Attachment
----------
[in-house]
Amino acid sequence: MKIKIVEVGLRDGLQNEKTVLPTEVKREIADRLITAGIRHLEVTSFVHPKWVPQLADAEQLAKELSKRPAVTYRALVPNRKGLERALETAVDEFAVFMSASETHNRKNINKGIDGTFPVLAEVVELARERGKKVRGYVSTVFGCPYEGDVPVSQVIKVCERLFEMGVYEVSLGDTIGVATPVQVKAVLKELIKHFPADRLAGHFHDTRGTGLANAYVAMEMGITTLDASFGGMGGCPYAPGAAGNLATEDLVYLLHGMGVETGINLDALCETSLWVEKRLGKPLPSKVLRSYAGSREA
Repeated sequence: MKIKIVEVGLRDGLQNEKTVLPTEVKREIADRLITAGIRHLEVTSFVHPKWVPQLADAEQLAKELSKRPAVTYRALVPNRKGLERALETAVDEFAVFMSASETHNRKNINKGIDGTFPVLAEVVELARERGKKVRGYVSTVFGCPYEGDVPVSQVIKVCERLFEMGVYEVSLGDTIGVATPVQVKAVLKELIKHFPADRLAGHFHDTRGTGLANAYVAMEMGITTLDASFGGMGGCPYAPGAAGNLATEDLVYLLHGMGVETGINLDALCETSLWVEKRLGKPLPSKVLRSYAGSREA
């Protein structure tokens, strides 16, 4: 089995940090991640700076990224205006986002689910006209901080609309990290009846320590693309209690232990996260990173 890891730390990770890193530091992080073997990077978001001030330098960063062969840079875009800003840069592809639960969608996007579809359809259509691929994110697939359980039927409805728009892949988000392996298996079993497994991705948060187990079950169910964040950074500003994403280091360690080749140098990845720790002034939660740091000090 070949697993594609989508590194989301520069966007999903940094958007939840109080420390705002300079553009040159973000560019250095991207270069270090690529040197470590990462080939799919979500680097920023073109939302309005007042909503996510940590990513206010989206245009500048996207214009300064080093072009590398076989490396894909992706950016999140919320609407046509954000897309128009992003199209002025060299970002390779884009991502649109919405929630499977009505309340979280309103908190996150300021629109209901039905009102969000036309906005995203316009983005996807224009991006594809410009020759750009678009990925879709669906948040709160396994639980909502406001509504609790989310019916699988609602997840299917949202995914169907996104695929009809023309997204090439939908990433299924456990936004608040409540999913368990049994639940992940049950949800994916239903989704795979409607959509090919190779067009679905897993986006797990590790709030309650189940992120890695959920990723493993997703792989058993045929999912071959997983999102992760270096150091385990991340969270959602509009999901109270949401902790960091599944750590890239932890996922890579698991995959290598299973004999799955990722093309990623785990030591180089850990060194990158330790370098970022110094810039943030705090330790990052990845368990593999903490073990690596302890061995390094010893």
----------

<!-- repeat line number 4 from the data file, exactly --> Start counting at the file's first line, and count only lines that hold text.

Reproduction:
């Protein structure tokens, strides 16, 4: 089995940090991640700076990224205006986002689910006209901080609309990290009846320590693309209690232990996260990173 890891730390990770890193530091992080073997990077978001001030330098960063062969840079875009800003840069592809639960969608996007579809359809259509691929994110697939359980039927409805728009892949988000392996298996079993497994991705948060187990079950169910964040950074500003994403280091360690080749140098990845720790002034939660740091000090 070949697993594609989508590194989301520069966007999903940094958007939840109080420390705002300079553009040159973000560019250095991207270069270090690529040197470590990462080939799919979500680097920023073109939302309005007042909503996510940590990513206010989206245009500048996207214009300064080093072009590398076989490396894909992706950016999140919320609407046509954000897309128009992003199209002025060299970002390779884009991502649109919405929630499977009505309340979280309103908190996150300021629109209901039905009102969000036309906005995203316009983005996807224009991006594809410009020759750009678009990925879709669906948040709160396994639980909502406001509504609790989310019916699988609602997840299917949202995914169907996104695929009809023309997204090439939908990433299924456990936004608040409540999913368990049994639940992940049950949800994916239903989704795979409607959509090919190779067009679905897993986006797990590790709030309650189940992120890695959920990723493993997703792989058993045929999912071959997983999102992760270096150091385990991340969270959602509009999901109270949401902790960091599944750590890239932890996922890579698991995959290598299973004999799955990722093309990623785990030591180089850990060194990158330790370098970022110094810039943030705090330790990052990845368990593999903490073990690596302890061995390094010893």